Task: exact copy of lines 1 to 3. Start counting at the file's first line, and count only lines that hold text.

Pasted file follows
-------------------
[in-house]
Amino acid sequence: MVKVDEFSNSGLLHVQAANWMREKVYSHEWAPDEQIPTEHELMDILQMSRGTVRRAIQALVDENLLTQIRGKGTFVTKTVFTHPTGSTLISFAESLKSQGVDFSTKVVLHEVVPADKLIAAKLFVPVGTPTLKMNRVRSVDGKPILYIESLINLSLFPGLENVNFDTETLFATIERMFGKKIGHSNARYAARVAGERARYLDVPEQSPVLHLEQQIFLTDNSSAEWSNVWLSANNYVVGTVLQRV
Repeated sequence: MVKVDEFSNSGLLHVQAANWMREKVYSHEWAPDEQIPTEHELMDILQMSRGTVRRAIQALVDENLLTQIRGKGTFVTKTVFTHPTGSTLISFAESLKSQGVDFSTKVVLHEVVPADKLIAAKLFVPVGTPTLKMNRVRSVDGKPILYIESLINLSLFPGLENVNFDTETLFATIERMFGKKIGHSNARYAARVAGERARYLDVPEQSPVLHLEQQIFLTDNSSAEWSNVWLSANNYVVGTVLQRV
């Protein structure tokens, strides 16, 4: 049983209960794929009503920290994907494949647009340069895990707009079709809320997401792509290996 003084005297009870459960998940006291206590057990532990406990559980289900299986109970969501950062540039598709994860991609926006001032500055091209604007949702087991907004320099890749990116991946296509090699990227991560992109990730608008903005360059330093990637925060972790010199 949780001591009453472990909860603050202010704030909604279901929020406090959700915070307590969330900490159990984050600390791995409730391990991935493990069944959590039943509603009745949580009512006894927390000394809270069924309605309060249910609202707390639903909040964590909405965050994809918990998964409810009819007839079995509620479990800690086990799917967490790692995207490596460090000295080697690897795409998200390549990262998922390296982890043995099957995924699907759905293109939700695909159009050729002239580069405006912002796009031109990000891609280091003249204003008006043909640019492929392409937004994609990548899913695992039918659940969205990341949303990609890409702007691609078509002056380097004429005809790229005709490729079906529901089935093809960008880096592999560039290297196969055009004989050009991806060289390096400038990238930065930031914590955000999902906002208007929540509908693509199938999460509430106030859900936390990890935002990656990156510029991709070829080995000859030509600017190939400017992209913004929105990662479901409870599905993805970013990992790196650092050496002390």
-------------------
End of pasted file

[in-house]
Amino acid sequence: MVKVDEFSNSGLLHVQAANWMREKVYSHEWAPDEQIPTEHELMDILQMSRGTVRRAIQALVDENLLTQIRGKGTFVTKTVFTHPTGSTLISFAESLKSQGVDFSTKVVLHEVVPADKLIAAKLFVPVGTPTLKMNRVRSVDGKPILYIESLINLSLFPGLENVNFDTETLFATIERMFGKKIGHSNARYAARVAGERARYLDVPEQSPVLHLEQQIFLTDNSSAEWSNVWLSANNYVVGTVLQRV
Repeated sequence: MVKVDEFSNSGLLHVQAANWMREKVYSHEWAPDEQIPTEHELMDILQMSRGTVRRAIQALVDENLLTQIRGKGTFVTKTVFTHPTGSTLISFAESLKSQGVDFSTKVVLHEVVPADKLIAAKLFVPVGTPTLKMNRVRSVDGKPILYIESLINLSLFPGLENVNFDTETLFATIERMFGKKIGHSNARYAARVAGERARYLDVPEQSPVLHLEQQIFLTDNSSAEWSNVWLSANNYVVGTVLQRV